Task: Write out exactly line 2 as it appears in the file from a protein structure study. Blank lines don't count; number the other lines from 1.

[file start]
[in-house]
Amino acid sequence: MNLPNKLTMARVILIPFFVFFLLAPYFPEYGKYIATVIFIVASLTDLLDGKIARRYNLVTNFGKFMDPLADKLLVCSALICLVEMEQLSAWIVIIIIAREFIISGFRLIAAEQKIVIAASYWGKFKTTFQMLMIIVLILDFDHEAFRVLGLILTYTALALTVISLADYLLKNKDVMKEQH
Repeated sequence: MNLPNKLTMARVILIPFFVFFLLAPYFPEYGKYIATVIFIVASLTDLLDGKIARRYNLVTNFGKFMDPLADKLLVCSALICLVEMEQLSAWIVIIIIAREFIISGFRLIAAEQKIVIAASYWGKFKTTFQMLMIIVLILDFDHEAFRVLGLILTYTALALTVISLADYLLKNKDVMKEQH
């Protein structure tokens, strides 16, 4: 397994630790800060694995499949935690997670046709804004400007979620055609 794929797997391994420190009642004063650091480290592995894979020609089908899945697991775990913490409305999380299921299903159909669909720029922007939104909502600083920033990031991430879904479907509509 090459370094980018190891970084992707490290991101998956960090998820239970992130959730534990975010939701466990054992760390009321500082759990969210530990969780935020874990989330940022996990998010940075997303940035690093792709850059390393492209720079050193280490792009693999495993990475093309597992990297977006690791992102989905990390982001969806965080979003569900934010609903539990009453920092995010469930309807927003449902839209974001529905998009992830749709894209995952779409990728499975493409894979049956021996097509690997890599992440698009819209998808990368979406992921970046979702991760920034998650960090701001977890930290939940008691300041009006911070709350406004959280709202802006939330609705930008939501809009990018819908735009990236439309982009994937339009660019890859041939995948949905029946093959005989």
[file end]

Amino acid sequence: MNLPNKLTMARVILIPFFVFFLLAPYFPEYGKYIATVIFIVASLTDLLDGKIARRYNLVTNFGKFMDPLADKLLVCSALICLVEMEQLSAWIVIIIIAREFIISGFRLIAAEQKIVIAASYWGKFKTTFQMLMIIVLILDFDHEAFRVLGLILTYTALALTVISLADYLLKNKDVMKEQH